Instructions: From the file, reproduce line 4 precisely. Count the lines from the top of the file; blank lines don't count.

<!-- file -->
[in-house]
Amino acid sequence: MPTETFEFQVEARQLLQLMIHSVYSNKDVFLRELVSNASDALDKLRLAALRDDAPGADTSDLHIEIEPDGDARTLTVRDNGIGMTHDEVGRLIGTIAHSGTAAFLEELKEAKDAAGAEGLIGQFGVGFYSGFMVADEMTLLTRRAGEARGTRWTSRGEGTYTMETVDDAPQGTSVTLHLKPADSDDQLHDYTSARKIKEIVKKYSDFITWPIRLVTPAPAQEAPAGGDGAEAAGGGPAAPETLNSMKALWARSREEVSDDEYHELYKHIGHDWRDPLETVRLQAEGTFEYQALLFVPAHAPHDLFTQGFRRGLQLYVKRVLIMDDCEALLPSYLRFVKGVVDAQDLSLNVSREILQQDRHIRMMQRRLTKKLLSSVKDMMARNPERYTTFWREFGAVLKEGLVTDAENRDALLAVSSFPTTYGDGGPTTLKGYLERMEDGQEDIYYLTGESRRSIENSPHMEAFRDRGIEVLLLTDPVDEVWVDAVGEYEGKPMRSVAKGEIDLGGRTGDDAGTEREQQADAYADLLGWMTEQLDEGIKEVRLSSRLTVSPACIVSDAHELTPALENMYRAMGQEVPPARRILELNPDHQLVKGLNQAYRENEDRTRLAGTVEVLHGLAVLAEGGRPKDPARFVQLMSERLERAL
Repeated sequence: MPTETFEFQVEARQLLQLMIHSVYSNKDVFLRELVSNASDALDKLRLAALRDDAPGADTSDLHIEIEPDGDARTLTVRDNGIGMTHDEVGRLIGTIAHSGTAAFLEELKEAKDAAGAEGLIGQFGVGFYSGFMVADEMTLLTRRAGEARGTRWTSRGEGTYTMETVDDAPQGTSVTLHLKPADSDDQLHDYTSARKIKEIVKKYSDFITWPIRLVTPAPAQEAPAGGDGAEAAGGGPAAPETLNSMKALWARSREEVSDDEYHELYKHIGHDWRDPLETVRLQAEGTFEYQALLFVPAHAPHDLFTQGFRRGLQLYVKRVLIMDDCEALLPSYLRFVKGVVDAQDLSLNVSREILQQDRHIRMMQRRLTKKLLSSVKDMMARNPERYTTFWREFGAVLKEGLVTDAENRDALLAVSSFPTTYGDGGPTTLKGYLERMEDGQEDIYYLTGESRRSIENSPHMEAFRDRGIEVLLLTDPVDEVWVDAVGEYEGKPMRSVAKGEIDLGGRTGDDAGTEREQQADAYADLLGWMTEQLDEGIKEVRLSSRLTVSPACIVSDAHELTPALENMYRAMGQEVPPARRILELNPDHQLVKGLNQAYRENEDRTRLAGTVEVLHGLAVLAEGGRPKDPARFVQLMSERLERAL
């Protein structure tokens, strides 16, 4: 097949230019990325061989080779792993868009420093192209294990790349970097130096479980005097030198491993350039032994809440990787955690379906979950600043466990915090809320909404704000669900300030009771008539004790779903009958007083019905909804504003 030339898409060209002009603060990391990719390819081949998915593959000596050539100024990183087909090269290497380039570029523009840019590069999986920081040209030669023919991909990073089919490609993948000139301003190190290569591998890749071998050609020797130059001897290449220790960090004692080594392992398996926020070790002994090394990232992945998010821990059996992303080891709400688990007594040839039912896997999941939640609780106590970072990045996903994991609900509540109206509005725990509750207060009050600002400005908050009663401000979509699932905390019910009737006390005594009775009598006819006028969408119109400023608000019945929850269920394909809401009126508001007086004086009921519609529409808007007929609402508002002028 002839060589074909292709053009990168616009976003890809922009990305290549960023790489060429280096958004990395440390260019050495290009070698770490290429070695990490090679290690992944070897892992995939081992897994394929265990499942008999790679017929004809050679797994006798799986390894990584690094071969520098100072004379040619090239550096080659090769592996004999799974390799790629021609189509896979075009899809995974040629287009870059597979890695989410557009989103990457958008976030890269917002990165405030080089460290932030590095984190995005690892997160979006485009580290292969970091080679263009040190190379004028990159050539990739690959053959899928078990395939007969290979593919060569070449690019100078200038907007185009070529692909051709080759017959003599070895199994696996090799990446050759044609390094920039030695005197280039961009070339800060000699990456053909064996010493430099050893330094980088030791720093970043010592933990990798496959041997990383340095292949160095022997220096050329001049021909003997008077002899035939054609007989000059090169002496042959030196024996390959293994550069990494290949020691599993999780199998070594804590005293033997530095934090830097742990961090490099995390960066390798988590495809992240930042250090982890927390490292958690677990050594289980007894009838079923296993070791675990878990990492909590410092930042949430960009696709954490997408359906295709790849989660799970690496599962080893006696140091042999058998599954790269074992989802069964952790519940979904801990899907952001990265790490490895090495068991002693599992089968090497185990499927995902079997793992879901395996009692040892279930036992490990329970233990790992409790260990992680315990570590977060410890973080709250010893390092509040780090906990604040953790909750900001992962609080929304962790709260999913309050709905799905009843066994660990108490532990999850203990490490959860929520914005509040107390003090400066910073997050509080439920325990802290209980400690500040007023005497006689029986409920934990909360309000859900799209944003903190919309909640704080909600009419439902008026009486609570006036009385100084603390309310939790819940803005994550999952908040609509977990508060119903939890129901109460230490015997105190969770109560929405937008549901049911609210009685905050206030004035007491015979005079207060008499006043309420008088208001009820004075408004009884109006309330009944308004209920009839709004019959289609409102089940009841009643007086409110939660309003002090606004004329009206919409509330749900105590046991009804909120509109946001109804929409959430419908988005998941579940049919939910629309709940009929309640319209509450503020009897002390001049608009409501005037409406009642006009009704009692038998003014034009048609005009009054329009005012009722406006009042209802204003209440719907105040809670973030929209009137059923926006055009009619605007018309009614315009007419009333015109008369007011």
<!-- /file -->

């Protein structure tokens, strides 16, 4: 097949230019990325061989080779792993868009420093192209294990790349970097130096479980005097030198491993350039032994809440990787955690379906979950600043466990915090809320909404704000669900300030009771008539004790779903009958007083019905909804504003 030339898409060209002009603060990391990719390819081949998915593959000596050539100024990183087909090269290497380039570029523009840019590069999986920081040209030669023919991909990073089919490609993948000139301003190190290569591998890749071998050609020797130059001897290449220790960090004692080594392992398996926020070790002994090394990232992945998010821990059996992303080891709400688990007594040839039912896997999941939640609780106590970072990045996903994991609900509540109206509005725990509750207060009050600002400005908050009663401000979509699932905390019910009737006390005594009775009598006819006028969408119109400023608000019945929850269920394909809401009126508001007086004086009921519609529409808007007929609402508002002028 002839060589074909292709053009990168616009976003890809922009990305290549960023790489060429280096958004990395440390260019050495290009070698770490290429070695990490090679290690992944070897892992995939081992897994394929265990499942008999790679017929004809050679797994006798799986390894990584690094071969520098100072004379040619090239550096080659090769592996004999799974390799790629021609189509896979075009899809995974040629287009870059597979890695989410557009989103990457958008976030890269917002990165405030080089460290932030590095984190995005690892997160979006485009580290292969970091080679263009040190190379004028990159050539990739690959053959899928078990395939007969290979593919060569070449690019100078200038907007185009070529692909051709080759017959003599070895199994696996090799990446050759044609390094920039030695005197280039961009070339800060000699990456053909064996010493430099050893330094980088030791720093970043010592933990990798496959041997990383340095292949160095022997220096050329001049021909003997008077002899035939054609007989000059090169002496042959030196024996390959293994550069990494290949020691599993999780199998070594804590005293033997530095934090830097742990961090490099995390960066390798988590495809992240930042250090982890927390490292958690677990050594289980007894009838079923296993070791675990878990990492909590410092930042949430960009696709954490997408359906295709790849989660799970690496599962080893006696140091042999058998599954790269074992989802069964952790519940979904801990899907952001990265790490490895090495068991002693599992089968090497185990499927995902079997793992879901395996009692040892279930036992490990329970233990790992409790260990992680315990570590977060410890973080709250010893390092509040780090906990604040953790909750900001992962609080929304962790709260999913309050709905799905009843066994660990108490532990999850203990490490959860929520914005509040107390003090400066910073997050509080439920325990802290209980400690500040007023005497006689029986409920934990909360309000859900799209944003903190919309909640704080909600009419439902008026009486609570006036009385100084603390309310939790819940803005994550999952908040609509977990508060119903939890129901109460230490015997105190969770109560929405937008549901049911609210009685905050206030004035007491015979005079207060008499006043309420008088208001009820004075408004009884109006309330009944308004209920009839709004019959289609409102089940009841009643007086409110939660309003002090606004004329009206919409509330749900105590046991009804909120509109946001109804929409959430419908988005998941579940049919939910629309709940009929309640319209509450503020009897002390001049608009409501005037409406009642006009009704009692038998003014034009048609005009009054329009005012009722406006009042209802204003209440719907105040809670973030929209009137059923926006055009009619605007018309009614315009007419009333015109008369007011």